Thompson Rivers University

The Evolution of Overconfidence and Grade Expectations: An Observational Study

November 11, 2015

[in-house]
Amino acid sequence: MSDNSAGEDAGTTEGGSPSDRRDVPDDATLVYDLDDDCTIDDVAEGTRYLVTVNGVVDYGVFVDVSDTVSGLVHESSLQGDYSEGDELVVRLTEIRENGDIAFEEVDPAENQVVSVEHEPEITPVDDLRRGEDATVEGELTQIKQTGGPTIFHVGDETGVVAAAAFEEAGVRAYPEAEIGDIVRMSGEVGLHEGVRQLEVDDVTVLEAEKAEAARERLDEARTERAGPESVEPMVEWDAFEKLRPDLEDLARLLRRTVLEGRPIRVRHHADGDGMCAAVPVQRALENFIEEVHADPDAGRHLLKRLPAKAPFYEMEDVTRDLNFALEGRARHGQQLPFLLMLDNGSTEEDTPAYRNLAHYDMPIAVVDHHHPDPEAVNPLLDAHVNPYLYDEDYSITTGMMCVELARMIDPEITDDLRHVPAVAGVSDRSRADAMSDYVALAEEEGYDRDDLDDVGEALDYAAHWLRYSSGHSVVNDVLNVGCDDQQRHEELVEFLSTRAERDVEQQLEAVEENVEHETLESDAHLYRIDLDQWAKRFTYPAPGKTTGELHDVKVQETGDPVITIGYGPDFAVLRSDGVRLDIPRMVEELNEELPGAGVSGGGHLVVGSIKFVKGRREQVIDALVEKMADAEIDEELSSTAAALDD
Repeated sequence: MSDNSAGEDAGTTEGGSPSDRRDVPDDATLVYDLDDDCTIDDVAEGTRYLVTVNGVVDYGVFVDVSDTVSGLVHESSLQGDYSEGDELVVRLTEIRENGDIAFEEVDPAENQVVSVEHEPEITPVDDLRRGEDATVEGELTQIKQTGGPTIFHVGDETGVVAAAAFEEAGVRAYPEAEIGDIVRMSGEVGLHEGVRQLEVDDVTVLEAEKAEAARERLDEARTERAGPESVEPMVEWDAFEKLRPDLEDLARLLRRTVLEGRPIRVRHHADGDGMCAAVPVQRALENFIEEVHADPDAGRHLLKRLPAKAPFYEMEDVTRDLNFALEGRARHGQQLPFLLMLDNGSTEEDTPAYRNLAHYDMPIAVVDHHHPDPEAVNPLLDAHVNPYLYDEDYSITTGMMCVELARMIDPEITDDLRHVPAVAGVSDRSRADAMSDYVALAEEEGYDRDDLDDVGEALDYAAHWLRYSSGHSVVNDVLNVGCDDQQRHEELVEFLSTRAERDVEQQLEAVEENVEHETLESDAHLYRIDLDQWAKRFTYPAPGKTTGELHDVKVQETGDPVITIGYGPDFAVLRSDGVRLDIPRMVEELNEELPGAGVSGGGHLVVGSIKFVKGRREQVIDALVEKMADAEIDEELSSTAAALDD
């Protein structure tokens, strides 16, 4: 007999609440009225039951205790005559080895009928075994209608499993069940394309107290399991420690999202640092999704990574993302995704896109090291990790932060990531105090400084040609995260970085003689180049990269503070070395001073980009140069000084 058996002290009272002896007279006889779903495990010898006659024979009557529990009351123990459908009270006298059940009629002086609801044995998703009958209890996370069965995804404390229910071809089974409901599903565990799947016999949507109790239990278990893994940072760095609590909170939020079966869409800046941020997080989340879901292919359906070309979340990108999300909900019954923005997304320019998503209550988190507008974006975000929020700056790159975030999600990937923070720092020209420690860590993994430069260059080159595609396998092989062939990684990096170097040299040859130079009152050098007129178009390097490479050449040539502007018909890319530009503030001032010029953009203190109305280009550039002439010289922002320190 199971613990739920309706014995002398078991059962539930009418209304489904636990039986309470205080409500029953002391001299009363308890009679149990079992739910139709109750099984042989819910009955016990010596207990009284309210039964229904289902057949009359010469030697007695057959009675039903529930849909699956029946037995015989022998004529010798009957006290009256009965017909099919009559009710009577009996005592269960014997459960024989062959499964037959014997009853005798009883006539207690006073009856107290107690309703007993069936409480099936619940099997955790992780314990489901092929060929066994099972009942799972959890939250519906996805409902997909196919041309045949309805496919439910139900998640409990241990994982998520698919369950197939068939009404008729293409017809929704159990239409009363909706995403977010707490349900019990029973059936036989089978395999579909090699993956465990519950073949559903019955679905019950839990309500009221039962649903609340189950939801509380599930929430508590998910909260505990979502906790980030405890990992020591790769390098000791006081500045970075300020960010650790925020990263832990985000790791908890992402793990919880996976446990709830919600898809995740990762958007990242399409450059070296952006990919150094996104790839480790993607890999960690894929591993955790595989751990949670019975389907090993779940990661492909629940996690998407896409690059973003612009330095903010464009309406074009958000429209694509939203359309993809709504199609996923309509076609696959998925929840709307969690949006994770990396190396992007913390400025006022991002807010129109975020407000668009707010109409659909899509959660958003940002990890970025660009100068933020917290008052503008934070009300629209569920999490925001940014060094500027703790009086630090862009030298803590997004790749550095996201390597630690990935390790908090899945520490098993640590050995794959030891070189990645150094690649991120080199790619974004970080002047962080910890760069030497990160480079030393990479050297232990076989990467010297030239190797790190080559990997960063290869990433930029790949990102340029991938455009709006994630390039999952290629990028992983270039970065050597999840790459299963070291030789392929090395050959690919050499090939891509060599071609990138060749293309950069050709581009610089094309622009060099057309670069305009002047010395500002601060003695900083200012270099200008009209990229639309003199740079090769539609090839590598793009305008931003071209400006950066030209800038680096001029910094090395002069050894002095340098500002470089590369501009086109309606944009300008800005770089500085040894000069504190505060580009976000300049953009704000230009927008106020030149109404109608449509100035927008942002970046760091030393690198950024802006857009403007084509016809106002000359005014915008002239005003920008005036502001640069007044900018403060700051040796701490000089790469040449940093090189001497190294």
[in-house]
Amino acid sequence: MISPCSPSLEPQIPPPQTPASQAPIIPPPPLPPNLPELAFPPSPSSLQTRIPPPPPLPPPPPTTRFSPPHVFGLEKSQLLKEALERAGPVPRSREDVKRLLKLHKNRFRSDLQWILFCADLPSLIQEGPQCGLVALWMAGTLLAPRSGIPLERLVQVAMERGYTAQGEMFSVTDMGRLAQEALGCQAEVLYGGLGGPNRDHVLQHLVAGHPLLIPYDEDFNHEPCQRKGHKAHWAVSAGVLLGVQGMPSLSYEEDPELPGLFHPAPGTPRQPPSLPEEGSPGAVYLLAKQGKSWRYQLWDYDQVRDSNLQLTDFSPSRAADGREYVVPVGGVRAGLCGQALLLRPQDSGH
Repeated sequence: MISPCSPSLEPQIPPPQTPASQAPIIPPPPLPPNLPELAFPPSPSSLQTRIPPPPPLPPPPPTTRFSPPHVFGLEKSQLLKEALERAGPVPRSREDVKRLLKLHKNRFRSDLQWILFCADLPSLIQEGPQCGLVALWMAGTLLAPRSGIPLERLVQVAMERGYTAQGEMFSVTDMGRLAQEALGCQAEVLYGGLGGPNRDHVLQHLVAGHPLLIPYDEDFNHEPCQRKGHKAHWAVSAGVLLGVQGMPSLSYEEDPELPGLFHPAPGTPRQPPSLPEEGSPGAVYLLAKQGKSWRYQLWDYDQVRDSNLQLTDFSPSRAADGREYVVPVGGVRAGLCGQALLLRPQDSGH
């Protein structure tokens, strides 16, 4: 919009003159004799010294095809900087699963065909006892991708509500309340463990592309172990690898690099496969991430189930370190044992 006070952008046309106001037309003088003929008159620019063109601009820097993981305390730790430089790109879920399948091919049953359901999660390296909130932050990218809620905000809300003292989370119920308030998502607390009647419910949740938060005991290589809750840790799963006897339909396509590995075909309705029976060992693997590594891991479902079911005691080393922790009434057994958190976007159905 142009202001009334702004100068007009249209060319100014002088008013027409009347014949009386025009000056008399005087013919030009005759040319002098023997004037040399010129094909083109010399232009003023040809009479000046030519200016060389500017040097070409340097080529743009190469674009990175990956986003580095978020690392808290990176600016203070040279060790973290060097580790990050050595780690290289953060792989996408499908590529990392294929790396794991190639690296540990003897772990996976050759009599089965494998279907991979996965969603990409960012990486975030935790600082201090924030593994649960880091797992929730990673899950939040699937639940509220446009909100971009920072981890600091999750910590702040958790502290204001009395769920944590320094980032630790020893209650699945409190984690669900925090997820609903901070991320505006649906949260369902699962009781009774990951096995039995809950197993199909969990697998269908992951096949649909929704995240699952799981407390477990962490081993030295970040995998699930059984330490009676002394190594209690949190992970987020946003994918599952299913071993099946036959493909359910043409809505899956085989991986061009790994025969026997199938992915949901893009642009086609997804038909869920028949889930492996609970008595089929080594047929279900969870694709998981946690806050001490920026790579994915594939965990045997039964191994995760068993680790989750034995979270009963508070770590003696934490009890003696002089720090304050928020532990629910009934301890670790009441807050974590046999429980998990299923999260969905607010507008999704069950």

Dr. Hossain and Dr. Tsigaris research explores how grade expectations are formed by two groups of students as they progressively attempt to forecast their final grade. They first classify students who do not make significant forecast errors during the term as “good” forecasters. The other group contains students who are “poor” forecasters of their final grade. Both groups initially are overconfident and overestimate their final grade in the course. However, as more information becomes available about their actual performance, overconfidence falls. They find that both type of students initially put more weight on their initial beliefs than on their objective expectations. Students use adaptive expectation as a mechanism to form these beliefs. They adapt to previous forecast errors, gradually adjusting their expectations. But the poor forecasters continue to display adaptive expectations even after writing the final exam, but prior to receiving their final grade. They continue to anchor their beliefs in their initial expectations even after writing the final exam. On the other hand, the good forecasters eventually move from adaptive to rationally formed expectations. Their research was published in Journal of International Business.

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